With disk output cache, ASP.NET 2.0 can save cached responses to disk in addition to keeping them in memory. When the cached response is removed from the output cache due to memory pressure, it still remains on disk allowing a much larger set of pages to be cached. In addition, disk cached pages survive application restarts, enabling the cache to remain warm for when the application comes back up and begins serving requests. Disk caching is turned on by default for all pages, subject to a set of internally enforced restrictions. To turn disk caching off, specify DiskCacheable=false in the <%@ OutputCache %> directive on the page. In the sample below, the disk cache is turned on in configuration and a per-application disk usage limit is set to 2 megabytes. It is important to always set application quota for disk cache as it can easily fill up the disk otherwise.

VB Disk Output Caching
Run Sample View Source

Post-cache Substitution New in 2.0

In ASP.NET 1.0, pages that were mostly static but contained a small dynamic region, such as username or current time, were frequently forced to either not use caching or partition the page into multiple user controls cached with fragment caching. ASP.NET 2.0 enables these pages to take advantage of output caching, by allowing output cached pages to insert dynamic content on every request.

In the example below, the output cached page inserts a dynamic callback to a static method that returns the current date with the Response.WriteSubstitution API. This callback executes on every request, and the result gets inserted into the cached response chain that is served from output cache.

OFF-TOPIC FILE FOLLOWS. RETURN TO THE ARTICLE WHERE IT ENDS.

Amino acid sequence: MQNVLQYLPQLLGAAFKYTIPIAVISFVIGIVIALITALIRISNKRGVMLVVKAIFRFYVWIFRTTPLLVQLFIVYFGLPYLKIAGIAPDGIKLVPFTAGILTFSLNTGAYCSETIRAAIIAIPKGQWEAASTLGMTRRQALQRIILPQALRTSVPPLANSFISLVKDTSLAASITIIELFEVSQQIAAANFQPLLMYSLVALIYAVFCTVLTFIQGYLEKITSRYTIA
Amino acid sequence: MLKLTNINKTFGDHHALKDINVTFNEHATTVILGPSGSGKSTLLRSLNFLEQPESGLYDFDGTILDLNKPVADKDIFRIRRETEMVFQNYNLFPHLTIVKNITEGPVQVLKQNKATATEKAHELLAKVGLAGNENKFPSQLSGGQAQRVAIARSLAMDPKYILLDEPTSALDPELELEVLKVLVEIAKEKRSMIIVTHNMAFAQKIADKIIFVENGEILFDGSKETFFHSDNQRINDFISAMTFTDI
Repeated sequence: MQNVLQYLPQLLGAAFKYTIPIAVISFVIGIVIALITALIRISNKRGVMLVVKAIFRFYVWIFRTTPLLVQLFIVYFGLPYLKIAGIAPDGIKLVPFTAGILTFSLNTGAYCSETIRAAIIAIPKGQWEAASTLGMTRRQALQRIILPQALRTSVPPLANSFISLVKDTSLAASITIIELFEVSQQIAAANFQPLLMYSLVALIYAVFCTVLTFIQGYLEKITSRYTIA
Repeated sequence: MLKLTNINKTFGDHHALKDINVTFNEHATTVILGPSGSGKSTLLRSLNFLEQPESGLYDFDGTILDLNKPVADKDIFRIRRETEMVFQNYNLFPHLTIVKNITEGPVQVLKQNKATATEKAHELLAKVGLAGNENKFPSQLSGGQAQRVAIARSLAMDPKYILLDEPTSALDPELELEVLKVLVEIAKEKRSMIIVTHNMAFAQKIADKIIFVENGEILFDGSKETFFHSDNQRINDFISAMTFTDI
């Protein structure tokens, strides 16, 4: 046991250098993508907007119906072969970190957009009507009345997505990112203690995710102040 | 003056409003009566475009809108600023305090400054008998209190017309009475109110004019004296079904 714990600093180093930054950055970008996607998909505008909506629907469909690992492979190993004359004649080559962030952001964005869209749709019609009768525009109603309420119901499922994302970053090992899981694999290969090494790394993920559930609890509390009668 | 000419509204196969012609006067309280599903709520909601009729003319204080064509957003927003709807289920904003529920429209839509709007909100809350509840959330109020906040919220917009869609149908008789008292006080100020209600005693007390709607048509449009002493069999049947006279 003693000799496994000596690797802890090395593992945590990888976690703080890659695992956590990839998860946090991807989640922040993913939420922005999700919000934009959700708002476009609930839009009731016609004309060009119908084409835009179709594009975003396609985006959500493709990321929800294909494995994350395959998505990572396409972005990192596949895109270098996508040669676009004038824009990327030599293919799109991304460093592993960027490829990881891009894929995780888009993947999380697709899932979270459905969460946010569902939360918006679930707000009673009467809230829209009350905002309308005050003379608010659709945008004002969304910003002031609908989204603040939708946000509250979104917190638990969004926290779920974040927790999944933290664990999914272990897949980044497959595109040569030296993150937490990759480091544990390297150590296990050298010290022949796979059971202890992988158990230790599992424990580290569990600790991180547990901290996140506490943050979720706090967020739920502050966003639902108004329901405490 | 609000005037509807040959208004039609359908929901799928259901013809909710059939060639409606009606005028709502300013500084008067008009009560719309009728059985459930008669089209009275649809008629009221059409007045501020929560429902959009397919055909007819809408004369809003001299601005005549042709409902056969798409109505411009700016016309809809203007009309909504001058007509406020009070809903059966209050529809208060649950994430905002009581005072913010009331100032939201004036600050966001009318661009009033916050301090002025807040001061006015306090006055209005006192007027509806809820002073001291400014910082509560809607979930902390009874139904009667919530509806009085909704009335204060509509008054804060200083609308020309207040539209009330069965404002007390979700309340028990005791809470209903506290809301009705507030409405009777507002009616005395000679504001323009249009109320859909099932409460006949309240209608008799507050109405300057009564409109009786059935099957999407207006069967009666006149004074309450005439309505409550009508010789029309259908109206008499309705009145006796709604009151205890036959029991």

VB Post-Cache Substitution
Run Sample View Source

The following sample performs the same action as the sample above, but uses a asp:Substitution control to insert the dynamic content.

VB Substitution Control
Run Sample View Source

Using the Cache API

Applications that want more control over the HTTP headers related to caching can use the functionality provided by the System.Web.HttpCachePolicy class. The following example shows the code equivalent to the page directives used in the previous samples.


To make this a sliding expiration policy, where the expiration time out resets each time the page is requested, set the SlidingExpiration property as shown in the following code.


Note: When sliding expiration is enabled (SetSlidingExpiration(true) ), a request made to the origin server always generates a response. Sliding expiration is useful in scenarios where there are downstream caches that can satisfy client requests, if the content has not expired yet, without requesting the content from the origin server.